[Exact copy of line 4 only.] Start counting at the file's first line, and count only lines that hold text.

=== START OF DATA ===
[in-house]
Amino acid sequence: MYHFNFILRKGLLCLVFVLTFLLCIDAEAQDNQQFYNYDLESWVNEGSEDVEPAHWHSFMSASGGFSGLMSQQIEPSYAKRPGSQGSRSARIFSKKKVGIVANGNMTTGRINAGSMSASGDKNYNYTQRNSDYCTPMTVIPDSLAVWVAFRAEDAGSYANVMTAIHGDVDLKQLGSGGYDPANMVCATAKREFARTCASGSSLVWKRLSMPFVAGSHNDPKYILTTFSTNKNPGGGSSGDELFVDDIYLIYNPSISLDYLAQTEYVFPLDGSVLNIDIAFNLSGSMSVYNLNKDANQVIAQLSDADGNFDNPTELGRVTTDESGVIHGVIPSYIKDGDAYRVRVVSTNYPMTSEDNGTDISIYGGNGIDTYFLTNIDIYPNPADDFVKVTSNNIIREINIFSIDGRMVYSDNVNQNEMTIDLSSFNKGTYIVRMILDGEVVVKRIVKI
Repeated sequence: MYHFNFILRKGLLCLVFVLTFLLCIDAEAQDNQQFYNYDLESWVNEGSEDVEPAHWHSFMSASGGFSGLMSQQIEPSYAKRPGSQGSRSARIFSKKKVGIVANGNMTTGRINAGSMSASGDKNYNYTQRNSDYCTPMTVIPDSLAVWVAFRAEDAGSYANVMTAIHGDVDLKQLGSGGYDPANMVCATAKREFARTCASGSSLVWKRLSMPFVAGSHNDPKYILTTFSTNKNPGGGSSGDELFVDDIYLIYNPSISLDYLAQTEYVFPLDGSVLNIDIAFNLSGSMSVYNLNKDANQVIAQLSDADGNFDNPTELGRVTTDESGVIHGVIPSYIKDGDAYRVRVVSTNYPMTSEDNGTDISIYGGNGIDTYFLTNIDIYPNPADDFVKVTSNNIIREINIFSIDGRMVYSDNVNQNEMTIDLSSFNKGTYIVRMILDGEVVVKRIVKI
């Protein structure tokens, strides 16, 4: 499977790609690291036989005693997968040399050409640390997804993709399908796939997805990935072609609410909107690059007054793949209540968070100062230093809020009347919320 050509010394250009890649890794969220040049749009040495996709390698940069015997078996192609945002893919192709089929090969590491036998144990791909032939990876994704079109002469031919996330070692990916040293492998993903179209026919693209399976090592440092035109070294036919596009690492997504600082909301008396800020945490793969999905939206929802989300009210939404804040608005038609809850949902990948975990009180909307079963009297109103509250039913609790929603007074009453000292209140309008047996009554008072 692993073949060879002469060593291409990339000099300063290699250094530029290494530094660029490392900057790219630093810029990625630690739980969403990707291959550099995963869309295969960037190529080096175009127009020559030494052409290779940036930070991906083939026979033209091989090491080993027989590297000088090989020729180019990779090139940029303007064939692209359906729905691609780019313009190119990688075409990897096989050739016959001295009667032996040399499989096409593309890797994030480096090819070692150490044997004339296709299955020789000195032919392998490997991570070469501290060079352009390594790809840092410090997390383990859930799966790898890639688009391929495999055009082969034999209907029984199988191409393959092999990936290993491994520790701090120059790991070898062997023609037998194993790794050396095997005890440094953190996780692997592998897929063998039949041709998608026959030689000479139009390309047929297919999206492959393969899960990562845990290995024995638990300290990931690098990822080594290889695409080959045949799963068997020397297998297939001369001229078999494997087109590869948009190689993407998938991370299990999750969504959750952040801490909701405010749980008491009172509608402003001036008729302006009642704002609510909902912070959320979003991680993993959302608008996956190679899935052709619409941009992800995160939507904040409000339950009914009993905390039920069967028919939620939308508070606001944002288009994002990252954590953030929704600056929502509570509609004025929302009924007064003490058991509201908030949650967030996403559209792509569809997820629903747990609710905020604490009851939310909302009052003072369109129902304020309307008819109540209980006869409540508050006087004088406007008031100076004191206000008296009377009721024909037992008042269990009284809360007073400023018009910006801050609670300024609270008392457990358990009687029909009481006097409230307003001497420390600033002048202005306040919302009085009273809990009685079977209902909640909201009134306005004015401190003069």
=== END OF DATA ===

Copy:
């Protein structure tokens, strides 16, 4: 499977790609690291036989005693997968040399050409640390997804993709399908796939997805990935072609609410909107690059007054793949209540968070100062230093809020009347919320 050509010394250009890649890794969220040049749009040495996709390698940069015997078996192609945002893919192709089929090969590491036998144990791909032939990876994704079109002469031919996330070692990916040293492998993903179209026919693209399976090592440092035109070294036919596009690492997504600082909301008396800020945490793969999905939206929802989300009210939404804040608005038609809850949902990948975990009180909307079963009297109103509250039913609790929603007074009453000292209140309008047996009554008072 692993073949060879002469060593291409990339000099300063290699250094530029290494530094660029490392900057790219630093810029990625630690739980969403990707291959550099995963869309295969960037190529080096175009127009020559030494052409290779940036930070991906083939026979033209091989090491080993027989590297000088090989020729180019990779090139940029303007064939692209359906729905691609780019313009190119990688075409990897096989050739016959001295009667032996040399499989096409593309890797994030480096090819070692150490044997004339296709299955020789000195032919392998490997991570070469501290060079352009390594790809840092410090997390383990859930799966790898890639688009391929495999055009082969034999209907029984199988191409393959092999990936290993491994520790701090120059790991070898062997023609037998194993790794050396095997005890440094953190996780692997592998897929063998039949041709998608026959030689000479139009390309047929297919999206492959393969899960990562845990290995024995638990300290990931690098990822080594290889695409080959045949799963068997020397297998297939001369001229078999494997087109590869948009190689993407998938991370299990999750969504959750952040801490909701405010749980008491009172509608402003001036008729302006009642704002609510909902912070959320979003991680993993959302608008996956190679899935052709619409941009992800995160939507904040409000339950009914009993905390039920069967028919939620939308508070606001944002288009994002990252954590953030929704600056929502509570509609004025929302009924007064003490058991509201908030949650967030996403559209792509569809997820629903747990609710905020604490009851939310909302009052003072369109129902304020309307008819109540209980006869409540508050006087004088406007008031100076004191206000008296009377009721024909037992008042269990009284809360007073400023018009910006801050609670300024609270008392457990358990009687029909009481006097409230307003001497420390600033002048202005306040919302009085009273809990009685079977209902909640909201009134306005004015401190003069």